Complete news and notes about all 43 drivers and their Coca-Cola 600 results RELATED: Full race results " Series standings " Chase Grid after Charlotte 1. Carl Edwards , No. 19 Toyota, Joe Gibbs Racing . Sticky feet didn't slow down Edwards, who stretched his fuel window to claim his first Charlotte 600 victory while pretty much locking up a spot in the 2015 Chase for the NASCAR Sprint Cup . " NASCAR.com goes 1-on-1 with Edwards in Victory Lane 2. Greg Biffle , No. 16 Ford, Roush Fenway Racing . Biffle turned in his best showing of the year, starting fourth and earning runner-up honors in the season's longest race. " Biffle reflects on runner-up finish 3. Dale Earnhardt Jr ., No. 88 Chevrolet, Hendrick Motorsports . The Kannapolis, North Carolina, native overcame an early-race pit miscue to resume running in the top 10 by Lap 100 and earn his seventh top-five of the year. He now ranks fourth in the points. " Dale Jr. looks at top-five finish at Charlotte 4. Matt Kenseth , No. 20 Toyota, Joe Gibbs Racing . The pole winner closed 12 spots in the final 40 laps after making an unscheduled pit stop with less than 100 laps to go for a loose wheel. " Kenseth talks about late gamble 5. Martin Truex Jr ., No. 78 Chevrolet, Furniture Row Racing . Before a late-race fuel gamble didn't work out, Truex led a race-high 131 laps and radioed to his team, "I'm feeling like Superman for a few laps anyway." " Truex: 'It hurts to come home fifth' 6. Ryan Newman , No. 31 Chevrolet, Richard Childress Racing . Newman earned the beneficiary of the free pass during the final caution period and closed 11 places in the final 40 laps. 7. Brad Keselowski , No. 2 Ford, Team Penske . New father Keselowski told his team early that his "ride quality is on par with Kentucky." He won at Kentucky last year, but had to settle for a top 10 (his eighth of the season) due to the fuel mileage game. " To hear more in-car audio, sign up for RaceView Premium today 8. Denny Hamlin , No. 11 Toyota, Joe Gibbs Racing . Hamlin, winner of the recent Sprint All-Star race, was pacing the 600 field with a migraine when a loose wheel prompted an unscheduled pit stop with 38 laps to go. " Hamlin visits media center after trip to infield care center 9. Kevin Harvick , No. 4 Chevrolet, Stewart-Haas Racing . Harvick recorded his 11th top-10 result in 12 appearances this season to extend his grip on the points lead 10. Kurt Busch , No. 41 Chevrolet, Stewart-Haas Racing . Busch lined up 14th and posted the fastest lap of the race on Lap 143 (188.153 mph), which was one of the 118 laps he led on Sunday. 11. Kyle Busch , No. 18 Toyota, Joe Gibbs Racing . In his first points race since the Daytona crash, Busch reassured his team he could run the full 600 miles. "Tell Erik (Jones, replacement driver) I feel good," Busch radioed his team. "10-4," crew chief Adam Stevens responded. "His bedtime's in about 20 minutes anyhow." " Busch passes big test at Charlotte 12. Kasey Kahne , No. 5 Chevrolet, Hendrick Motorsports . Kahne was tagged near the halfway point for speeding on pit road, but rallied to earn the beneficiary of the free pass and run inside the top 10 with 50 laps to go. 13. Joey Logano , No. 22 Ford, Team Penske . The birthday boy shook off debris in the first 24 laps to lead twice for 17 circuits on Sunday. 14. Paul Menard , No. 27 Chevrolet, Richard Childress Racing . Menard quietly toured Charlotte’s 1.5-mile oval en route to his eighth top-15 result of the season. 15. Jeff Gordon , No. 24 Chevrolet, Hendrick Motorsports . After pacing the field to green in the Indy 500, Gordon lined up 18th in his Coca-Cola 600 finale and had a decent run until a loose wheel impacted his day. " Gordon leads Indy field to green 16. Austin Dillon , No. 3 Chevrolet, Richard Childress Racing . Dillon drove a new chassis to his best 1.5-mile result of the season. 17. Aric Almirola , No. 43 Ford, Richard Petty Motorsports . Almirola earned the beneficiary of the free pass on the Lap 230 caution and found himself in position again for the free pass in the closing laps. 18. Chase Elliott , No. 25 Chevrolet. Hendrick Motorsports . Elliott, in his third Cup outing and first at a 1.5-miler, qualified 28th and mostly ran inside the top 25, despite dealing with a radio communication issue during the race. 19. Jamie McMurray , No. 1 Chevrolet. Chip Ganassi Racing with Felix Sabates. The two-time Charlotte winner had a ho hum day, running middle of the pack in his 26th appearance at the 1.5-mile track. 20. Clint Bowyer , No. 15 Toyota, Michael Waltrip Racing . Bowyer's frustration sparked a late-race decision to gamble on fuel mileage. "Might as well (gamble)," Bowyer radioed crew chief Brian Pattie. "Nothing to lose." " To hear more in-car audio, sign up for RaceView Premium today 21. Tony Stewart , No. 14 Chevrolet, Stewart-Haas Racing . Stewart was running a lap down when he got into the back of Ricky Stenhouse Jr ., who slid up the track ahead of him on Lap 302. 22. Danica Patrick , No. 10 Chevrolet, Stewart-Haas Racing . Patrick had to make two pit stops during the third caution flag after receiving damage from a dust-up with Clint Bowyer and Chase Elliott on pit road. 23. Casey Mears , No. 13 Chevrolet, Germain Racing . Mears battled a lack of air conditioning and tried to stay cool during the season's longest race by taking ice bags during pit stops. 24. Sam Hornish Jr ., No. 9 Ford, Richard Petty Motorsports . Hornish couldn't climb back from an early handling issue although he later ran lap times comparable to those inside the top 15. 25. Kyle Larson , No. 42 Chevrolet, Chip Ganassi Racing with Felix Sabates. Larson qualified ninth, marking his first top-10 start at Charlotte, and ran as high as eighth before quietly fading. 26. Alex Bowman , No. 7 Chevrolet, Tommy Baldwin Racing . Encouraged early by crew chief Tommy Baldwin Jr. not to overdrive it, Bowman went on to post his best intermediate track finish of the year. 27. Trevor Bayne , No. 6 Ford, Roush Fenway Racing . Bayne's tough night was further impacted when he hit the wall on Lap 230 to bring out the fourth caution flag and halt 89 laps of green-flag racing. 28. Cole Whitt , No. 35 Ford, Front Row Motorsports . Whitt liked his car during practice and ultimately turned in his best 2015 result on a 1.5-mile track. 29. AJ Allmendinger , No. 47 Chevrolet, JTG Daugherty Racing . Allmendinger required an unscheduled pit stop around Lap 160 when a hot dog wrapper stuck to his grille and raised temps. 30. Michael McDowell , No. 95 Ford, Leavine Family Racing . McDowell spent the night looking for speed as he worked with his team on the handling of the No. 95 Ford. 31. Brett Moffitt , No. 34 Ford, Front Row Motorsports . Spotter Tony Raines told Moffitt his car was faster than those ahead of him, but grip was a persistent problem. 32. Michael Annett , No. 46 Chevrolet, HScott Motorsports . Annett, who dealt with a tight-handling condition early on Sunday, spun on the backstretch on Lap 328 to bring out the caution flag. 33. David Gilliland , No. 38 Ford, Front Row Motorsports . Gilliland, who honored The Unknown Soldier with his car, led Lap 28 after choosing not to pit during the competition caution. 34. Matt DiBenedetto , No. 83 Toyota, BK Racing . DiBenedetto, making his third 1.5-mile start and his first at Charlotte, complained early of a loose-handling condition. 35. Josh Wise , No. 98 Ford, Phil Parsons Racing. Wise lined up 38th and got behind early, but still held on to post his best Charlotte result in his last four outings at the 1.5-mile track. 36. Alex Kennedy , No. 33 Chevrolet, Circle Sport. Making his Charlotte debut, Kennedy improved upon his earlier intermediate result this season at Texas Motor Speedway . 37. Ricky Stenhouse Jr ., No. 17, Roush Fenway Racing . Stenhouse cracked the top 10 with 70 laps to go, but watched his second top-10 of the season slip through his fingers after he hit the wall eight laps later 38. J.J. Yeley, No. 23 Toyota, BK Racing . Yeley was mired in traffic after being penalized during the competition caution when a crew member went over the wall too early. 3 9. Landon Cassill , No. 40 Chevrolet, Hillman Smith Motorsports. Cassill followed the race on Sunday by physically running 14 miles to the NASCAR Hall of Fame in support of the Folds of Honor Foundation. " Cassill completes unique Memorial Day weekend double 40. Jimmie Johnson , No. 48 Chevrolet, Hendrick Motorsports . Johnson spun on Lap 90 and saved his car in a move reminiscent of Kansas Speedway , where he was victorious. But he wasn't able to save it a second time after he spun on Lap 274 and collided with the inside pit wall. " Second spin crunches Johnson's No. 48 41. David Ragan , No. 55 Toyota, Michael Waltrip Racing . In the final third of the race, Ragan cited his water temperatures were fluctuating and ultimately was sidelined by an engine issue. 42. Ryan Blaney , No. 21 Ford, Wood Brothers Racing . Blaney cracked the top 11 on Sunday, but his strong run was halted on Lap 282 when his engine blew up. 43. Justin Allgaier , No. 51 Chevrolet, HScott Motorsports . Allgaier, in his third Charlotte start, retreated to the garage after getting into the wall between Turns 3 and 4 on Lap 136. FULL SERIES COVERAGE • Latest news • Standings • Schedule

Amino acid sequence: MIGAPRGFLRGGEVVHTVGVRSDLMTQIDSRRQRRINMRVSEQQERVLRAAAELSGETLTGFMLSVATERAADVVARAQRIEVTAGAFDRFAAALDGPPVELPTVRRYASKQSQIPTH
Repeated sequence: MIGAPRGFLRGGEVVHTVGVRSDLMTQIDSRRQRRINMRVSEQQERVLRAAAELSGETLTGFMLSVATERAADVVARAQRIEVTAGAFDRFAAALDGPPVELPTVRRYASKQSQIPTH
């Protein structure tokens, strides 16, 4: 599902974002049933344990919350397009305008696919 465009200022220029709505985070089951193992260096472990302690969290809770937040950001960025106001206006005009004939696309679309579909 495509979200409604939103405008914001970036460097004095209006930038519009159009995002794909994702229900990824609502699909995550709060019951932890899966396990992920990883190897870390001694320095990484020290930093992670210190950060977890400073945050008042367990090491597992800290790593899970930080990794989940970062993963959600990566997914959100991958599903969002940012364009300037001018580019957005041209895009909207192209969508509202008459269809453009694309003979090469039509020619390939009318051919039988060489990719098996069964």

See how the rookie meeting has evolved over the years RELATED: Labonte's crash still impacts rookies " Youngest, oldest rookie winners One by one, before the first engine has fired and the first car has hit the track, they gather in the NASCAR hauler parked inside the garage. It's a scene repeated every weekend when NASCAR rolls into town. Their levels of experience often differ quite a bit. There are champions and those with numerous starts in lower series seated alongside those with limited experience and much less success. Yet here everyone is treated the same. And everyone carries the same label -- rookie. • • • "A lot of stuff happens fast here," Richard Buck, NASCAR's Sprint Cup Series managing director, tells the group that's gathered on a cool, damp Friday morning at Martinsville Speedway . Each driver has been given several sheets of paper showing diagrams that include the placement of timing and commitment lines, pit entrance and exit and the proper route to enter and exit pit road from the garage area. It's information that is track-specific. While the basic processes that take place during any given race weekend are relatively the same, there are certain details at each venue that those with limited experience need to know. Proper procedures are explained and advice is doled out. "Use your hand signals so you don't start to slow down and get all jammed up and have somebody's radiator in your backseat," Buck tells the drivers. Each week, a veteran driver will also attend the meetings to offer pointers and answer any questions a rookie driver might have. At Martinsville, 2004 premier series champion Kurt Busch was on hand. "Those of you that have made laps around here before, you know how quick it is," Busch said of the series' shortest venue. "It's an awkward track. There's no other place that really compares to this. So the thing you have to do is to get comfortable with the surroundings." Busch said he would often walk around tracks "even if I've been here before" to reinforce the information given during the meeting. "Have your spotters communicate to you where the holes are when you pull out ... your tires will be ice cold here ... they won't help you do much turning when you get into (Turns) 3 and 4 ... but if you're consciously making an effort to warm up your tires, somebody's going to be right on your bumper and it's going to be chaos," he said. Busch also urged them to take note of the commitment and blend lines at Martinsville. "It's the same Turn 2 line that's painted at Bristol," he said later. "But at Bristol, you have two pit roads (one on the frontstretch and one on the backstretch). It's the same line in the same place and it means two different things." Drivers' left-side tires must touch the blend line near Turn 2 at Martinsville before pulling up onto the track. A similar line at Bristol signifies the pit entrance on the backstretch -- touching any portion of it without proceeding onto pit road will result in a commitment line violation. "Now they'll go to Bristol (in two weeks)," Busch said, "and they need to remember." • • • So what constitutes a rookie in the eyes of NASCAR? In most cases, it's up to the discretion of the series director and is based on the individual's prior experience. Matt DiBenedetto , 23, made his first Sprint Cup Series start this year after running the bulk of the races (29 of 33) in the XFINITY Series last season. Brett Moffitt , 22, made seven Sprint Cup Series starts in 2014. Between 2009 and 2013 he made just one XFINITY Series start and two in the Camping World Truck Series. Both are among those competing for this year's Sunoco Rookie of the Year Award in Sprint Cup , along with Jeb Burton , Tanner Berryhill and Alex Kennedy . To be eligible for the Sunoco Rookie of the Year Award, a driver must attempt to qualify in at least eight of the first 20 points races. A 10-1 point system, separate from the NASCAR championship driver points format, is used for scoring rookies in each race. The highest finishing rookie receives 10 points, second highest receives nine, etc. Only the top 17 finishes by each driver count toward his or her points total at the end of the year. Bonus points are also awarded for attempts, finishing inside the top 10 and upon the completion of the final race of the season. A panel then grades each rookie on conduct with officials, conduct and awareness on the track, personal appearance and relationship with the media. Points awarded by the panel are then averaged and added to each driver's total, and the driver with the most points is the Sunoco Rookie of the Year Award recipient. Jeb Burton is one of five rookies this year in the NASCAR Sprint Cup Series. • • • Of course, it wasn't always that way. In 1959, Darlington Raceway , in conjunction with sponsor Pure Oil (later to become Union 76), debuted the Darlington Record Club. Members were those that had qualified highest for each auto manufacturer during time trials for the annual Southern 500 at Darlington Raceway . Special recognition went to those that established track records there as well. While NASCAR had been selecting a rookie of the year for nearly a decade -- Rocky Mount, North Carolina's Blackie Pitt was the first recipient in 1954 –- the Union 76/Darlington Record Club was eventually tasked with monitoring the progress of rookie drivers on the uniquely shaped, treacherous 1.366-mile track. What began as an effort between driver Glenn "Fireball" Roberts and NASCAR official John Bruner Sr., to observe new drivers eventually evolved into a panel of Record Club members whose job was to either pass or fail those drivers attempt to make their Southern 500 debuts. (It's worth noting that the club also played a crucial role in requiring all drivers to complete a physical examination before being allowed to compete at Darlington. Today, a physical examination is mandatory for all three national series prior to the start of each season.) Before the Record Club came into existence, "you just went down there and run," said NASCAR Hall of Fame member Richard Petty, a seven-time NASCAR premier series champion and winner of the 1967 Southern 500. "(The Record Club) was good public relations. It gave those (rookies) something they had to do. Indianapolis (home of the Indianapolis 500) always had a rookie test you had to pass before you could go out and run. Well, we said if they can do it, we can do it, too. "Back then, (Darlington) was a one-groove track through (Turns) 3 and 4, which is now 1-2. We'd explain what you had to do to pass people or let people pass you. Then you just said, 'OK, now go out and run.' " To pass the test, drivers new to the series were required to run within a percentage of a pre-determined speed. "If we were running 130 mph," Petty said, "they would have to run 125 or something like that. Then they'd go out and run six or eight laps on the track by themselves." "It was a little easier to show up at Daytona with a car even though you may not have that much experience and get in the race," three-time series champion and NASCAR Hall of Fame member Darrell Waltrip said. "But they really observed you. If you were somebody new that they didn't know and you showed up at the track, they'd have some drivers that would kind of see how you did, see if you could handle the track and the speed and all that. There was always somebody watching you, but Darlington was the only official test we took." The panel would make its recommendations to NASCAR, but it was up to Bruner, a former flagman who eventually became Chief Steward for the sanctioning body, to make the final call. Richard Petty, who won the Southern 500 in 1967, used to show rookies the ropes at the iconic track. • • • In 1976, the Record Club's competition panel began overseeing the rookie program. Nearly a decade later, one of racing's greatest figures found himself labeled a rookie, and was required to go through the orientation process. Far from being a rookie, Anthony Joseph Foyt, better known simply as A.J., already had seven NASCAR premier series wins to his credit including a victory in the 1972 Daytona 500 . But Foyt, a four-time winner of the Indy 500 as well, had never raced at Darlington. "I am going to Darlington as a bonafide rookie. I don't want anything waived," Foyt told the press prior to his debut. "Why should I be different than anybody else? I know a lot of guys would have too much pride and ego to take the rookie test, but I'm not that type of person." NASCAR driver Ricky Rudd was the president of the Record Club at that time. Among the members of the competition panel were fellow drivers Waltrip and Buddy Baker. "Buddy and I and I forget who else, we observed A.J. Foyt and we flunked him his first day," Waltrip said. "Well, we told him we flunked him. "I told Buddy, I said 'Go down there and tell A.J. that we're going to have to have a meeting about his test because I'm not sure he passed.' Buddy looked at me and said 'Do you think I'm crazy? You go down there and tell him.' " Foyt passed the test, eventually finishing 25th in his only Southern 500 start. • • • Ken Schrader , a four-time race winner in NASCAR's premier series, was in that same rookie class with Foyt in 1985. Schrader posted three top-10 finishes that year en route to winning the Rookie of the Year title, beating out Eddie Bierschwale and Don Hume. Twice he served as president of the Record Club. "Yeah, I got elected president one time, then got elected president another time because at the banquet in Darlington I sat in the back and drank with the wrong group," the fun-loving Schrader said. "I was sitting with, I think, Phil Holmer and T. Wayne (Robertson) and some Unocal folks." Holmer was a Goodyear representative while Robertson headed up series sponsor R.J. Reynolds sports marketing arm. "They threw my ass right in," Schrader said of his election. "My acceptance speed, I stood up and said 'This is (expletive)!' "But the rookie meetings were neat. We'd just go in there, talk about the do's and don'ts for the tracks. Some of it was repetitious obviously but then there was so much about each individual track and it was the first time that some of those guys went to those tracks. Because back then not everybody then came through the Truck or ( XFINITY ) Series. "Now, hell, you're a rookie at a race, you've been to how many places (already)? You've probably raced there in some other series. "So it's a little different now." FULL SERIES COVERAGE • Latest news • Standings • Schedule